School officials expressed excitement over a new testing model they hope will fuel reforms in annual testing for students in Fairfax County.
Recently, 10 Fairfax County public high schools participated in an international pilot of the Programme of International Student Assessment, a program under the Organization for Economic Co-operation and Development. OECD headquarters are in Paris, but its membership includes 34 nations, including the U.S. where its work focuses on economic development through education.
The PISA test was first administered in 2000.
“PISA said, for countries to succeed economically, countries need to make sure they have a strong educational system,” said Superintendent Jack D. Dale, who presented the pilot program and results to the School Board last week. He said PISA traditionally has been administered on a countrywide basis, with the most recent test taking place in 2009 among 70 countries.
For the exam, sample populations of students are tested.
“This pilot was in response to demand, I think, by these countries, who said we want to drill down to individual high schools. Can you do a PISA for our high schools?” Dale said. “So they took the same 2009 test that they had data on around the world.”
Locally, the schools that participated in the pilot included: Chantilly, Falls Church, Herndon, Langley, Lee, Mount Vernon, Woodson, Oakton and Thomas Jefferson high schools and Hayfield Secondary School. These schools, Dale said, are a fair representation demographically of the county school system as a whole.
“PISA is, as far as I know, the only international assessment that covers the three areas: Math, Science and Reading,” Dale said. “Many of you on the board know about the importance of preparing our kids not for Fairfax, not for Virginia, not for greater-Washington, D.C. [region], but the world. And one of the questions we continually struggled with is how do we stack up in the world; how are we doing? This was an opportunity that was free. That was an appropriate reason to get involved.”
“Many of us believe we are overly testing our kids,” he said. “So the question is can we shift to a different model, perhaps away from over testing. This is a very different process. It’s a sampling process done periodically and then forces the adults to figure out what’s happening in their system as opposed to testing kids [each year].”
Educators whose schools were involved in the pilot touted this feature of PISA, too.
“Why did I volunteer to do this? We’re over tested, we all agree to that,” Oakton High School Principal John Banbury said. “I subjected 150 of my students to this for a reason. I know how well we do against the other students in Virginia. I know how well we do against the other students in the United States. I have no idea how we do worldwide. We constantly hear information about how our schools compare to these fabulous systems internationally. So I thought to myself, ‘let’s find out.’ We talk about it all the time but we don’t really know.”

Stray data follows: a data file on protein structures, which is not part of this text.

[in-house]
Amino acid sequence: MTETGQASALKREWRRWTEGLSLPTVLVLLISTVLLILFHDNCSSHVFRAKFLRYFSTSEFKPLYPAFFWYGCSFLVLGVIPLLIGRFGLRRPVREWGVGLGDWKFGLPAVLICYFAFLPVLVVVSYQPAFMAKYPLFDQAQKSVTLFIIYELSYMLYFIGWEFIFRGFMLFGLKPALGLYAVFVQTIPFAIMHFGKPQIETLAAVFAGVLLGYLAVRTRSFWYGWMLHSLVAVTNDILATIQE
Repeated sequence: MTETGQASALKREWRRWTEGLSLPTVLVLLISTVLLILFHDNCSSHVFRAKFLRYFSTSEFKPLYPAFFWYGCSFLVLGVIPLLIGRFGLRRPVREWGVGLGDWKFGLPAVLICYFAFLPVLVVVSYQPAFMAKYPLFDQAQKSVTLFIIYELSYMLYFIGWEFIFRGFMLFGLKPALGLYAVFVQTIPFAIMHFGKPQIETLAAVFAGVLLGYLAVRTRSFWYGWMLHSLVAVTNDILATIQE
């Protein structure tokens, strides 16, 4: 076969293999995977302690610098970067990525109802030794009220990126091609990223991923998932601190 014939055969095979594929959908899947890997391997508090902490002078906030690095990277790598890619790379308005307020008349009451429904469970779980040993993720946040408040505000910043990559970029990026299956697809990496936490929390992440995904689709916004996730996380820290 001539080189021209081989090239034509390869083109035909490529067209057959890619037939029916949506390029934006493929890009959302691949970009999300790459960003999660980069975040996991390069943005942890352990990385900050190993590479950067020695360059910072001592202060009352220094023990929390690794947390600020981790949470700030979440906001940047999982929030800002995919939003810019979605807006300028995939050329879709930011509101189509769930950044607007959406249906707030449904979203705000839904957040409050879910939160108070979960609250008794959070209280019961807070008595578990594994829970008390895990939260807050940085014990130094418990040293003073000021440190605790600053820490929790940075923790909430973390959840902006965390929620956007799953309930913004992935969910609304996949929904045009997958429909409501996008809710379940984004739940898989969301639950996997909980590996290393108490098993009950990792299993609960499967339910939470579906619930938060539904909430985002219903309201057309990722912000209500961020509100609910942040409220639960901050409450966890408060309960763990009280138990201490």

Teachers said the results of the PISA exam matched those of the state-mandated Standards of Learning tests given annually. However, they said, PISA generated a richer, more detailed analysis of student outcomes than what SOLs currently offer.
“I think the most powerful part of this test is the fact that it’s interdisciplinary,” said Oakton teacher Colleen Eddy, head of the school’s English Department, adding that the tests are challenging and offer practical information to teachers.
“I do think our SOLs are moving in that direction… But the SOL tests do not provide, for me, feedback like this,” she said. “Typically about 1 percent of our students don’t pass the reading SOL… The other 99 percent of our students, I really only learn if they pass or if they’re pass-advanced.”
PISA is a two-hour exam testing core content areas of math, science and reading.
“This is one test assessing all core content as opposed to ‘We have a test in chemistry today and tomorrow we have a test in Algebra II and then the next day we have a test in reading and they’re all two-hour tests. This is one two-hour test, Eddy said.
“As far as over testing our students: I would say this is a solution to that problem.”
The pilot of PISA included 7,400 students, 125 schools and 48 school districts. Among the schools participating, which was voluntary and free, were six magnet, six charter and one private schools. The rest were public schools.
“When I think about that and all the information that we were able to get out of just two hours of testing, I think that shows the power [of this test],” said Terri Breeden, assistant superintendent of Professional Learning and Accountability.
School Board members focused comments on the role PISA might play in reshaping state-mandated testing cultures, which were created in response to the federal No Child Left Behind Act of 2001.
“We all know how overloaded our teachers are and how a lot of the morale issues between teachers and students have to do with this sort of test-score chase,” School Board member Pat Hynes (Hunter Mill) said. “So you could look at it as this is just one more test, but I think it’s a chance for us to look at a different model of testing.”
Fellow School Board member Ted Velkoff (At-large) said, “I’m almost starting to see a way out here… I think we may have a win-win for our children, our teachers [while making] the folks in Richmond happy as well.”
School-by-school PISA test results can be viewed at www.fcps.edu/pla/ost/_pisa/pisa_index.shtml.